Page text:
I never knew that The Princess Diaries had been adapted from a book until I first looked at this list.  It is written as a diary, with Mia in the first person, which might sound slightly strange but works perfectly.  There are snippets of dialogue throughout her journal pages so that it doesn’t feel like a monologue and the style of the writing conveys the age and the character of Mia yet it does not feel childish or too immature for an adult reader.

What I liked about this book:  There was not much I didn’t like really. I loved all the characters, in particular Mia and Her grandmother, Grandmere.  Mia’s world is quite small to begin with but as her world begins to unravel more characters are introduced to the reader, adding layers to the story. The storyline unfolds at a good pace; the book never feels tedious and the mixture of dialogue, Mia’s descriptions and her opinions in each journal entry keeps the reader going.

What I didn’t like about the book:  The whole story is very clichéd.  The character of Mia especially, who is an environmentalist and a vegetarian who wants to work for Greenpeace but instead is destined to rule a small principality.  But I still enjoyed this book despite this as there is a lot of humour and clever presenting of how the characters interact with each other so that you can see past the clichés.

I am so glad a read this book, its light-hearted and fun, and even though I am not 14 I still really enjoyed it.  My only regret is that I have another 97 books on my list to go before I can read the next one in the series.

Two weeks in

Hi everyone

I am now 2 weeks into my challenge of reading 100 books this year.  I’m seriously behind due to the amount of time it took to read Love in the Time of Cholera, but I have made up for it today with Girls in Love.  The next book will be The Princess Diaries by Meg Cabot, hopefully another easy read, then if Midnight’s Children (book 100) has still not appeared at the library I will be reading Kane and Abel (highly recommended by my Mum).  Feel free to comment on my reviews, especially if you have read the books as well, I’d love to hear other people’s opinions.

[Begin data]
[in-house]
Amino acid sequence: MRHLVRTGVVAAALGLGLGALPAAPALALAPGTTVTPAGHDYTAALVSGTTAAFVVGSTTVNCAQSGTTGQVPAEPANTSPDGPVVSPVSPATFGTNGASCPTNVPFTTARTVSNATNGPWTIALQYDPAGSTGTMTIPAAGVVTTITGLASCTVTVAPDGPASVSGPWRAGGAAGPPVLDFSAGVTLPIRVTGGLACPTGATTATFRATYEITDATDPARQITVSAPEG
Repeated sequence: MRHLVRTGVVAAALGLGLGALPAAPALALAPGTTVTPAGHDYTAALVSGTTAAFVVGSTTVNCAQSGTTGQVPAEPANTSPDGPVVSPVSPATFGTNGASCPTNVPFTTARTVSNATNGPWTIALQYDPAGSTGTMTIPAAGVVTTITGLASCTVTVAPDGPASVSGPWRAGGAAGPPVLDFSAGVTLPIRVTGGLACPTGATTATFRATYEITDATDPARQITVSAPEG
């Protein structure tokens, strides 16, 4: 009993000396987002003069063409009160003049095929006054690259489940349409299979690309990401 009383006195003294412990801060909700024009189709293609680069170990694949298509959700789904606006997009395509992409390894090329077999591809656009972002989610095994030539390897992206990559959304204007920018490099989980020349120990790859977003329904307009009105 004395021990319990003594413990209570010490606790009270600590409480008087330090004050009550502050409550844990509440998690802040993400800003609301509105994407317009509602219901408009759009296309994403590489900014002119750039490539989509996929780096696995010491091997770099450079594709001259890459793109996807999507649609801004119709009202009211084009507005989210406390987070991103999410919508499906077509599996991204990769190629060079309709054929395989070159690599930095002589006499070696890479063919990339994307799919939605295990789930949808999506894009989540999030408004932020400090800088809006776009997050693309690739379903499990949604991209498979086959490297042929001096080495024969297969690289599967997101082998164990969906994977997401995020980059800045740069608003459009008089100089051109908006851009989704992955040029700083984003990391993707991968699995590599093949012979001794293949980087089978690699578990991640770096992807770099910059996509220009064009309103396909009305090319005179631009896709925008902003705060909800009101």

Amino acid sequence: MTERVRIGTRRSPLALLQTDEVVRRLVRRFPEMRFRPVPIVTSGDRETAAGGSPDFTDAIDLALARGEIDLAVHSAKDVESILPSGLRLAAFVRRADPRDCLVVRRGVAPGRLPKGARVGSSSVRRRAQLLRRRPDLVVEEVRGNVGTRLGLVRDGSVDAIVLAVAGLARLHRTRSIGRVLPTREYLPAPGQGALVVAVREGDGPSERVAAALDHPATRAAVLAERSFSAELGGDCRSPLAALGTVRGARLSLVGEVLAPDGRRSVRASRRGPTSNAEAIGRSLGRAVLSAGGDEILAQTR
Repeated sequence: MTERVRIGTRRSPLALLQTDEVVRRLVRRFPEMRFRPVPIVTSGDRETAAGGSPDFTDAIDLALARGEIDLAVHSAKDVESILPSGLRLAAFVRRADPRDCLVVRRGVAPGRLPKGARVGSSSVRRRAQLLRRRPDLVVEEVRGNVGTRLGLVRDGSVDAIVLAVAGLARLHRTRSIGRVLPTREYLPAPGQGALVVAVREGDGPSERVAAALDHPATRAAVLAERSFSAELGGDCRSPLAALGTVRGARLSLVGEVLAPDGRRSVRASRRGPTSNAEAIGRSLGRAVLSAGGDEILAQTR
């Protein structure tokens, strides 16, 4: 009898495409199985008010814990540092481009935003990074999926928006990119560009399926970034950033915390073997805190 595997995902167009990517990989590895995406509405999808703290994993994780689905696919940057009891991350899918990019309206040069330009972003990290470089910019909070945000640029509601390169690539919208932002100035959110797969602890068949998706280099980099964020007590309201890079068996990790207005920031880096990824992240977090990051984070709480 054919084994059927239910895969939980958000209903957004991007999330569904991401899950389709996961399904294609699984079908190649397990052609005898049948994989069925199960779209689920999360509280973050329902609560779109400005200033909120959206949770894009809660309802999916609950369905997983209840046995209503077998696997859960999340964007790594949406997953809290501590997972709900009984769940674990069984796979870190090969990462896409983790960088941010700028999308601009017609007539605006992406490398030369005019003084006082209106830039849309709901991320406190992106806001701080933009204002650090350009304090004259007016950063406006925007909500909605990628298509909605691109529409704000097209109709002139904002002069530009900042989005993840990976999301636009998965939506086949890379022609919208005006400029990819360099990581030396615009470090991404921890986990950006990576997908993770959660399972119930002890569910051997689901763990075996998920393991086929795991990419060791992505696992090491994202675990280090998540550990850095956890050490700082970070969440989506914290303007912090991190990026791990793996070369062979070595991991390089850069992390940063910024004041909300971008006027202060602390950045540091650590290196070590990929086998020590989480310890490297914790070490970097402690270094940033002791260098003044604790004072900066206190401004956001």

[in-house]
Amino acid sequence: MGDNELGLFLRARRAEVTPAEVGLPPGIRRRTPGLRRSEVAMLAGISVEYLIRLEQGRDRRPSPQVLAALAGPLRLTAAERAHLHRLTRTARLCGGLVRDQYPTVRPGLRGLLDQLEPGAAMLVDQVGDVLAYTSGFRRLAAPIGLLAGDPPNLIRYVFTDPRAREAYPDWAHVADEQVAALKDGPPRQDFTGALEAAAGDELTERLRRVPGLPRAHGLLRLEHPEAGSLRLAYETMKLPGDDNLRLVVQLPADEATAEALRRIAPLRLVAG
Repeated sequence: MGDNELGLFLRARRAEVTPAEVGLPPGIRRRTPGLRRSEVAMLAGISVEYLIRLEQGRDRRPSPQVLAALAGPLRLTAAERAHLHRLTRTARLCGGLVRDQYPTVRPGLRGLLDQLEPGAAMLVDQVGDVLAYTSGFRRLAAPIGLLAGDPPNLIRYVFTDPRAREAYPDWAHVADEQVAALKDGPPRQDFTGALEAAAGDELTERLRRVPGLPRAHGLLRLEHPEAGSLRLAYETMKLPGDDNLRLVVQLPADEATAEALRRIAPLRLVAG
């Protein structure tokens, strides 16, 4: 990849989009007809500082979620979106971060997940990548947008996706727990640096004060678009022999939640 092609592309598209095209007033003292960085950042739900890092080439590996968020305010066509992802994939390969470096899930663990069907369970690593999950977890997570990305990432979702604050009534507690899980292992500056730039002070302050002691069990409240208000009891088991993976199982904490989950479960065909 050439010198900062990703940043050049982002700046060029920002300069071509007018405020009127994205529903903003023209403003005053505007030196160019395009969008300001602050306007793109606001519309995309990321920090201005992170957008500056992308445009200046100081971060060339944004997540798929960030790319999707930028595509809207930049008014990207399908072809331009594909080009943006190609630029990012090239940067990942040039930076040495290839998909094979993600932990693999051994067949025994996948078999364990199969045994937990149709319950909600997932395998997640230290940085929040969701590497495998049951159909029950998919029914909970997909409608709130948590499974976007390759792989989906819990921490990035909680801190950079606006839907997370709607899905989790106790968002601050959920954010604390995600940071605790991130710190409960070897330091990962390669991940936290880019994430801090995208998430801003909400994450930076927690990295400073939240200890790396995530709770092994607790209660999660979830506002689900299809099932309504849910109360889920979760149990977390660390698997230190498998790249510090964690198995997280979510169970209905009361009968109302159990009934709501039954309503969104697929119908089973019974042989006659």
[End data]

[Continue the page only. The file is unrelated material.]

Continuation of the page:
Update you all in a few days with my progress.


Book Review: Girls in Love by Jacqueline Wilson

Book 98

Girls in love

Ellie, Magda and Nadine are determined to explore the, as yet uncharted, country of the boyfriend. When best friend Nadine gets a boyfriend, Ellie finds herself saying that she’s got one too. Trouble is, he’s the too young, too nerdy and too ugly boy who fell in love with her during her boring holiday in Wales. But when Nadine’s dishy boyfriend starts causing trouble we see just how important girlfriends are and just how lucky Ellie is to have found a boy who is really her friend.

I haven’t read a Jacqueline Wilson book since I was in primary school and I read The Story of Tracy Beaker (book 31 on the list).  This book was quite short, hence why I have read it in about 2 and a half hours.  It was easy to read and made me very nostalgic for when I was 13 and desperately wanted to be 16 so that I could get a proper boyfriend.  Jacqueline Wilson has definitely captured the essence of a teenage girl’s life and it was an enjoyable read, even at my age.

What I liked about this book: The main character, Ellie, is completely charming and probably represents what most women felt like when they were 13.  Her friends and her family are portrayed in a realistic light, even when shown through Ellie’s eyes.  The embarrassing situations aren’t over the top and the story flows nicely, touching on some serious subjects along the way.

What I didn’t like about this book: It’s too short, I felt it could have easily gone on for longer.  It’s the first book in a series, so the story does continue, and I know the book isn’t aimed at my age group, but even when I was 10 I think I would have felt short-changed with the amount of story I had to read.

Overall I would definitely recommend this to a niece to read, I couldn’t put it down myself.  Like all Jacqueline Wilson books it will draw the reader in and captivate them right to the end of the book.

4 Out of 5 stars

Book Review: Love in the Time of Cholera by Gabriel Garcia Marquez

Book 97

Love in the time of cholera

‘It was inevitable: the scent of bitter almonds always reminded him of the fate of unrequited love.’

Fifty-one years, nine months and four days have passed since Fermina Daza rebuffed hopeless romantic Florentino Arizo’s impassioned advances and married Dr. Juvenal Urbino instead. During that half century, Florentino has fallen into the arms of many delighted women, but has loved none but Fermina. Having sworn his eternal love to her, he lives for the day when he can court her again.

When Fermina’s husband is killed trying to retrieve his pet parrot from a mango tree, Florentino seizes his chance to declare his enduring love. But can young love find new life in the twilight of their lives?